Wednesday, June 6, 2012

Thinkpad Tablet - The Actual Review (part 2): Interaction with the device

This series of reviews will focus on a single aspect per part. The final part will sum up what I think. In this second part the focus is on interaction with the device

  • One very useful feature which Android systems have got working magically is widgets.  Widgets rock!  Information which is instantly viewable with minimal input from the user.  All you have to do is turn on (or wake up) the device and the widget tells you all that you need to know.  Weather, email, social media snippets, etc.  This is an area which is severely lacking in Apple devices.  I would love to have widgets on my iPad.
  • The screen/display is great.  Super clear and crisp.  Good colour balance and photos look fantastic.
  • The pressure sensitive stylus input is unique and fun.  It takes a while to adjust to but opens up some great possibilities.  View the video above to get a sense of what the stylus can do.  I have an artist friend who sent me a sketch he made using his Thinkpad Tablet and I think it's great that a more analogue creative process can be achieved with a digital tablet (and yes, for tech geeks out there, I know that it's not really analogue, but the technology will improve so that you can't tell the difference for most purposes)

  • This might sound minor, but it's actually quite a pain.  I found the scrolling/swiping just a tiny bit laggy and unresponsive at times.   It feels just a hair off which really bugs me but I guess you would adjust to this over a longer period of use.  Would this be a problem for students (or even the average teacher)?  I don't know for sure.  I'm not even prepared to guess. 
  • Menus are not quite as intuitive as I would like.  As I get older, I want things to work perfectly.  I don't want to have to try three or more different things before I find the right way.  For many teachers they just want the tool to work without having to learn how to use it too much.  This is something that most manufacturers and software designers severely under-appreciate.  It's even worth sacrificing a little speed, functionality, and security to have a better experience in this area.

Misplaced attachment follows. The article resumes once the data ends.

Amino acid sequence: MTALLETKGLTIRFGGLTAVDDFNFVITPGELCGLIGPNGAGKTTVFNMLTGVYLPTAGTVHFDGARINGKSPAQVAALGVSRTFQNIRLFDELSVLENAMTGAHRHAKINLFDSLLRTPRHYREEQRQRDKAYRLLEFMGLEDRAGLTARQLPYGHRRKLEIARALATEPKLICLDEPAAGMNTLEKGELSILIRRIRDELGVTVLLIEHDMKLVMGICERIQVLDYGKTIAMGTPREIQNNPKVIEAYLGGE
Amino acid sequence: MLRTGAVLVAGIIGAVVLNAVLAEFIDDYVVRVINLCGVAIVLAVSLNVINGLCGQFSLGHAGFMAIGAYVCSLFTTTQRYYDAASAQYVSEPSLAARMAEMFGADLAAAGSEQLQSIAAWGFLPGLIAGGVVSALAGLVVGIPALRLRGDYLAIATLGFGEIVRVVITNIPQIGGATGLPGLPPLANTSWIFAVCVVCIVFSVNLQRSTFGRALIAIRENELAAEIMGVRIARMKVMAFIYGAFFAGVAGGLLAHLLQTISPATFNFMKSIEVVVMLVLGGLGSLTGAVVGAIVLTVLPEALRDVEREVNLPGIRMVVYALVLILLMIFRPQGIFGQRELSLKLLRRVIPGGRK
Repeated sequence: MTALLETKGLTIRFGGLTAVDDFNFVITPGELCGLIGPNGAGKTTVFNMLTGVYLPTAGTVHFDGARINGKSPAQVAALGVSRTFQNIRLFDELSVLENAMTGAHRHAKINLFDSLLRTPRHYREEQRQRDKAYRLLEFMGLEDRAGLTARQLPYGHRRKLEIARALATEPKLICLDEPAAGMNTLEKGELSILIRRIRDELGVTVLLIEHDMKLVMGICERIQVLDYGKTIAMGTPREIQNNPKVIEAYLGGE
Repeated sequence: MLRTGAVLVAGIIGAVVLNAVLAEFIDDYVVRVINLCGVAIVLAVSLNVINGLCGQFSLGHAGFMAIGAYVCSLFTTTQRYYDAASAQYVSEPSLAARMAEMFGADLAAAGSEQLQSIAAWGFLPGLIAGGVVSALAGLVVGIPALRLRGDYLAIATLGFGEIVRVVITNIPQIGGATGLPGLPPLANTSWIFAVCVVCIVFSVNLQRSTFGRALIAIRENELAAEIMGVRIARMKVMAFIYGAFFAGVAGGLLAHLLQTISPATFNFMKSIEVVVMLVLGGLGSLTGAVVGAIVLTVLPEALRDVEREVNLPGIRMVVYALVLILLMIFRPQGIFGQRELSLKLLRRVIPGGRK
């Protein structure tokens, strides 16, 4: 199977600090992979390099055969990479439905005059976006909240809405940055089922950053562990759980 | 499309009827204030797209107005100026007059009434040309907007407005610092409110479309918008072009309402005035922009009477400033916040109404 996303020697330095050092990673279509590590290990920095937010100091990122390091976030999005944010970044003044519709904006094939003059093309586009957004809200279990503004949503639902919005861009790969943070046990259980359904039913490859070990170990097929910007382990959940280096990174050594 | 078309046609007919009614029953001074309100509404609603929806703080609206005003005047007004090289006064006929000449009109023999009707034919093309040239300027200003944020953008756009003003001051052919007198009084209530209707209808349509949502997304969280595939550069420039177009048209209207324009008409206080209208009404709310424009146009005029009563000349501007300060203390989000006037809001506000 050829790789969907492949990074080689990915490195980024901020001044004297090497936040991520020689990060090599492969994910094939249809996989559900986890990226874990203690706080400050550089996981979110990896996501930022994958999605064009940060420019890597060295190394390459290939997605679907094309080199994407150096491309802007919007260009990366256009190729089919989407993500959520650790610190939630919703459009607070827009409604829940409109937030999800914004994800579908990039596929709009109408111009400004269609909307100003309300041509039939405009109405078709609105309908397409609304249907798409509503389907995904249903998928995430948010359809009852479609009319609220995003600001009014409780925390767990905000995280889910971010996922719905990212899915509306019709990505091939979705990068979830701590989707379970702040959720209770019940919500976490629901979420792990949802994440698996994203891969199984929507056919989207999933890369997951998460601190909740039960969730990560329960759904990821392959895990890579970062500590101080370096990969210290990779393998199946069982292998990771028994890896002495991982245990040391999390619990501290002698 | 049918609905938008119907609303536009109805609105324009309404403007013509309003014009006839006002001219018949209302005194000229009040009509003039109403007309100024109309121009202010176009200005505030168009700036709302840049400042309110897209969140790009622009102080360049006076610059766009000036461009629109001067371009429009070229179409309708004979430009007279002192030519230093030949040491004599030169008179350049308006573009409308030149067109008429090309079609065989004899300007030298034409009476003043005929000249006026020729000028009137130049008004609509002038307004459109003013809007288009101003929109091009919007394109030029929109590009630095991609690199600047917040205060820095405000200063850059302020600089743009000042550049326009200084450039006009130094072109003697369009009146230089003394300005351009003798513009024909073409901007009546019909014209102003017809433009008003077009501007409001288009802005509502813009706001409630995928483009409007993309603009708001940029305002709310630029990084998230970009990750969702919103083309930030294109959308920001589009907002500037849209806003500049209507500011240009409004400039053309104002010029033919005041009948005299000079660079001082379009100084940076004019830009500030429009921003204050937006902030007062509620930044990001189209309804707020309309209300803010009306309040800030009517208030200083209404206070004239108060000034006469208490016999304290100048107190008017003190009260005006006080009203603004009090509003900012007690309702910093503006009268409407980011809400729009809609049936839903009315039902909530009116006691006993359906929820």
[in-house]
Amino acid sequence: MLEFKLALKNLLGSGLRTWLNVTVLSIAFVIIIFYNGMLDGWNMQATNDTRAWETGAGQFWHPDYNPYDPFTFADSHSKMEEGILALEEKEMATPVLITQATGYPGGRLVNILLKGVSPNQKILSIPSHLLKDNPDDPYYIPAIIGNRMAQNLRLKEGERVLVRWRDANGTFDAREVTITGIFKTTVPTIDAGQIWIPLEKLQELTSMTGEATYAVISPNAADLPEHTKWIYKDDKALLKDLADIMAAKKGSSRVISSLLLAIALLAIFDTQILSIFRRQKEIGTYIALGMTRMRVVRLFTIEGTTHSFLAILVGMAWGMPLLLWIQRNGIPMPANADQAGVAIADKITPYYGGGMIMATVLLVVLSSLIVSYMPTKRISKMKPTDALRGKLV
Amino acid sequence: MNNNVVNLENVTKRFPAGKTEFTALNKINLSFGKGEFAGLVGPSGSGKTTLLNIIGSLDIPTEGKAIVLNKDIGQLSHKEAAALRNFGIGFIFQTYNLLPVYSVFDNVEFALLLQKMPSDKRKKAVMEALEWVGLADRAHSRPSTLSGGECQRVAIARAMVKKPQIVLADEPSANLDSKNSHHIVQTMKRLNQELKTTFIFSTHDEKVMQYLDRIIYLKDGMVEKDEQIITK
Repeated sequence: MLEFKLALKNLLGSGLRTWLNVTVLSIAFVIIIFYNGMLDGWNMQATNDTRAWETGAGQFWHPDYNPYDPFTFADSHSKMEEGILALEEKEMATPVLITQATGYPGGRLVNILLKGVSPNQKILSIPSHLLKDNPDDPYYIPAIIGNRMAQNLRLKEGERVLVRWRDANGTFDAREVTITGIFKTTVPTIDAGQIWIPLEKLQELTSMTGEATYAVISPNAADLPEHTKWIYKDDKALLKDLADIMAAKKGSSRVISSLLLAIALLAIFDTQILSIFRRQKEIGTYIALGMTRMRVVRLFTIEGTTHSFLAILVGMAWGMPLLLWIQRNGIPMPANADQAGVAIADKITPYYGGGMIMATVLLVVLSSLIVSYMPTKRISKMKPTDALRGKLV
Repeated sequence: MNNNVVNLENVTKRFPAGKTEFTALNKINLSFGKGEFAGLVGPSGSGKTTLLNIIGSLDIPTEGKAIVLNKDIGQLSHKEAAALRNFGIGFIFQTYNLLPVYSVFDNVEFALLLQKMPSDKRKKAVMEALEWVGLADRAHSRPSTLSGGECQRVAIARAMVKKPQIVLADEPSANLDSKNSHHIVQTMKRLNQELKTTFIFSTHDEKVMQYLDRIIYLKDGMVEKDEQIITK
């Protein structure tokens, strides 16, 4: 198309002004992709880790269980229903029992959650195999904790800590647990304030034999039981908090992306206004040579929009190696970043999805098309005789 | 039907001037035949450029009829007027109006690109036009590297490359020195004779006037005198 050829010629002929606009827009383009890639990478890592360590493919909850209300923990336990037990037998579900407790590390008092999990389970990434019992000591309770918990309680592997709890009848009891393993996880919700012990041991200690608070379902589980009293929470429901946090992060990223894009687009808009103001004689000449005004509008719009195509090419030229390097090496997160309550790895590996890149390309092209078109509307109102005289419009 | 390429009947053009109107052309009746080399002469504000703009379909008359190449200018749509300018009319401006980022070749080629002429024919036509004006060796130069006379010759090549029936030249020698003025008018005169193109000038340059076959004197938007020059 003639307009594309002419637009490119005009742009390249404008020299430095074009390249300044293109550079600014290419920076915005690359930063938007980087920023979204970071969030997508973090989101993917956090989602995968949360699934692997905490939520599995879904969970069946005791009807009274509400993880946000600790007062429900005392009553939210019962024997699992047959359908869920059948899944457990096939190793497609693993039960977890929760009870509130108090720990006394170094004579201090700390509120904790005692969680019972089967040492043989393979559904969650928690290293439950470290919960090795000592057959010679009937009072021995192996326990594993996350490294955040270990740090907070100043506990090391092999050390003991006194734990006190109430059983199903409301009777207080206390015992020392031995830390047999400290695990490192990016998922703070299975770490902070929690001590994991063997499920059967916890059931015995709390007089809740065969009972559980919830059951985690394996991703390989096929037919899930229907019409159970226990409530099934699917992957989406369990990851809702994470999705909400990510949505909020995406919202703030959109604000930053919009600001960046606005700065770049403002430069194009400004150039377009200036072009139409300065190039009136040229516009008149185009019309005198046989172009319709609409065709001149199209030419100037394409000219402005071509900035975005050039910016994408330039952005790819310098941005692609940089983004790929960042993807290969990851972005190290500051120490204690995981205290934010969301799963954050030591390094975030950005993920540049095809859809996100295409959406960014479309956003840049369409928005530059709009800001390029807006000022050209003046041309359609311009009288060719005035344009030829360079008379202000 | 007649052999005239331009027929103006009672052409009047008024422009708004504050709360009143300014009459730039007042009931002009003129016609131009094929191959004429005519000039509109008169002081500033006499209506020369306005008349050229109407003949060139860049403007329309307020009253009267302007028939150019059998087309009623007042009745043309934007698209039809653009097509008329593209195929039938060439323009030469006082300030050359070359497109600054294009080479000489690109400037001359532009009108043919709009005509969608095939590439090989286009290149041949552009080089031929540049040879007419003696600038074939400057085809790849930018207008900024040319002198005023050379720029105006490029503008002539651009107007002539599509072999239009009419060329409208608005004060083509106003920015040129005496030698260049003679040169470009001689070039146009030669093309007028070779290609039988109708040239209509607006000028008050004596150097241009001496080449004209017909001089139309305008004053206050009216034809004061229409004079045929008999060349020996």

• The Android colour scheme is rather dark which works against my style of creativity. I prefer less severe and more vibrant colours. This might be able to be changed in the themes (I couldn't work it out), or if something like a super-AMOLED display is used in future it wouldn't matter.  I've used my wife's Samsung Galaxy Nexus and even the dark colours on the display seem bright somehow.
  • I think that the stylus (sorry, digitizer pen) should have a softer tip, or at least the option of a softer tip.  This would be more intuitive and feel less like you're hitting the computer.  The artistic users of the pen would appreciate it and those jotting notes would enjoy the use of it a whole lot more.  The hardness is certainly rugged though, and gives you confidence in the durability and scratch-resistance of the screen.
  • Another digitizer issue is that the button is of little to no use.  From what I can tell, there were no actual functions which could be performed, though I've read that it can be used as a right-clicker or to select text.  Both of these functions can be completed using a long-press in any case.

A final comment on the interaction with the device